If you go that route I would recommend getting two, and keeping one as an exact copy of the other. Or getting a cheapish 2-bay NAS enclosure and mirroring the drives. Yes, it will cost more. But that will all be worth it when a drive fails. And that's when, not if. And if the data/material stored matters, you need a third copy as well (remember, RAID is not a backup).

 

 

why would you even bother with optical discs? would be a huge amount more expensive to back that amount of data back up.

 

320 (25gb discs) at ~$2.5 each = $800

 

could buy 3 discs and have change. 2 for your place and one off-site.


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  Reply # 1908626 27-Nov-2017 19:21
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being SMR, i'd be careful using these in certain software raid configurations.

 

Don't expect this thing to be a rocket-ship, its a solid performer for cold storage :)

 

 

 

Personally i still opt for the toshi's, they can be a little loud, get a little warm... but solid price and amazing speed.

 

Even my cold storage machine onsite, I'm slowly replacing with the toshi drives, as it simply preforms far better on rebuilds.

 

 





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  Reply # 1908646 27-Nov-2017 19:52
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cheers for the heads up - have purchased :)


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  Reply # 1908734 28-Nov-2017 05:33
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would you get pinged for gst on this ? or under $400 still a go?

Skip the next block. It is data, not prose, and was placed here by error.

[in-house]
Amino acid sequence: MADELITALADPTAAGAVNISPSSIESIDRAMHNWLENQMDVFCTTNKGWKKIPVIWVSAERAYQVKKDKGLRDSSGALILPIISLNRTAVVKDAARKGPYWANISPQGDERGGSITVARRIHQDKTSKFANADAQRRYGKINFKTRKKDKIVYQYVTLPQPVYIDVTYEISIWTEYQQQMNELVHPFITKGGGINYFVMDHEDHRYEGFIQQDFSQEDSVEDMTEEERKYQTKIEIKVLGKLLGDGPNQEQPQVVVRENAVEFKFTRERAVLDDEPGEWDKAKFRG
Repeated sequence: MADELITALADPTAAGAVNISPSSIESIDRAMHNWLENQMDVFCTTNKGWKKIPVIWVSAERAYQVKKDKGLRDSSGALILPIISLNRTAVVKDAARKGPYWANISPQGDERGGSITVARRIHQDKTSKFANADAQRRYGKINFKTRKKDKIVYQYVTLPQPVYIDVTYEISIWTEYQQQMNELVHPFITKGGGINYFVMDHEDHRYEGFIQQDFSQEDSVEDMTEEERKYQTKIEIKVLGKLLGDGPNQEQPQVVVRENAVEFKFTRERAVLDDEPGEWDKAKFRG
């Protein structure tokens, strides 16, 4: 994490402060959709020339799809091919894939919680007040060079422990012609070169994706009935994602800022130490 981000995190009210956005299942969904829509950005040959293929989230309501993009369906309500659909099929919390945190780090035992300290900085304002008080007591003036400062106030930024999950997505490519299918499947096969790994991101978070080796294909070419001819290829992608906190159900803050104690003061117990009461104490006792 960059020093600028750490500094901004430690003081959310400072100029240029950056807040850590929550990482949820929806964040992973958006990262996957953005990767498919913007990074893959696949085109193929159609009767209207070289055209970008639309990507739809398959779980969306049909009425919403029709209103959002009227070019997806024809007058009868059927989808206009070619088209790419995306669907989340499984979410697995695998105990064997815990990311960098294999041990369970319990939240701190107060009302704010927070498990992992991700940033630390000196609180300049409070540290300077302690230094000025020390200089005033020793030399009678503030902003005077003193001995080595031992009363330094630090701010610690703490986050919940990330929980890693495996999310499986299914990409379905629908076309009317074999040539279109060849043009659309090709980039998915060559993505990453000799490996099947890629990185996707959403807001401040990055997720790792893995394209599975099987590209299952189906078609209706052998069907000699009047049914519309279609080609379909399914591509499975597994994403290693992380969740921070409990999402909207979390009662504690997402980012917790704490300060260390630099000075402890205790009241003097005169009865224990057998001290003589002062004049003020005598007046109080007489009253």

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  Reply # 1908916 28-Nov-2017 11:35
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Under $400 (incl shipping) would be exempt of collection - I see Amazon might collect a deposit but if Customs doesn't charge it then Amazon refunds the deposit.





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  Reply # 1909001 28-Nov-2017 13:52
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Jase2985:

 

why would you even bother with optical discs? would be a huge amount more expensive to back that amount of data back up.

 

320 (25gb discs) at ~$2.5 each = $800

 

could buy 3 discs and have change. 2 for your place and one off-site.

 

 

Because good optical disks (HTL, not LTH or organic-dye DVDs) are good for cold storage, relatively insensitive to light or cold, and can sit on a shelf quite happily for decades and still be readable. Reportedly (much) longer is you spring for M-Disks.

 

Also your cost numbers are quite a bit off. Buying in quantity I land 50GB disks for around $NZ 2.14 each ($US 225 for 150). So the calculation is more 160 disks at ~ $2.17 each = $342; which is only 43% of your estimate.

 

It's easy and, once over the initial hump, not too time consuming. I keep my media on networked a RAID5 server. As files are added to that I also copy them to an external USB disk. Each time the transferred media directory reaches 50GB I burn the files to a disk and delete them. So, I have an easily accessible backup if the server goes south. And a safe, albeit more inconvenient, off-site cold storage second backup if the first backup is defective.

 

It takes time and a bit of expense. But nothing like the time it took to capture and encode all the films/TV series, rip and encode the BDRs/DVDs/CDs and take the photos & video footage in the first place. Plus some of the content (photos, video, documents) is irreplaceable.

 

Coming back on topic, I would still use these disks for backup purposes, for temporary "scratch" storage or to move files around. But not for primary storage, for the reasons I stated.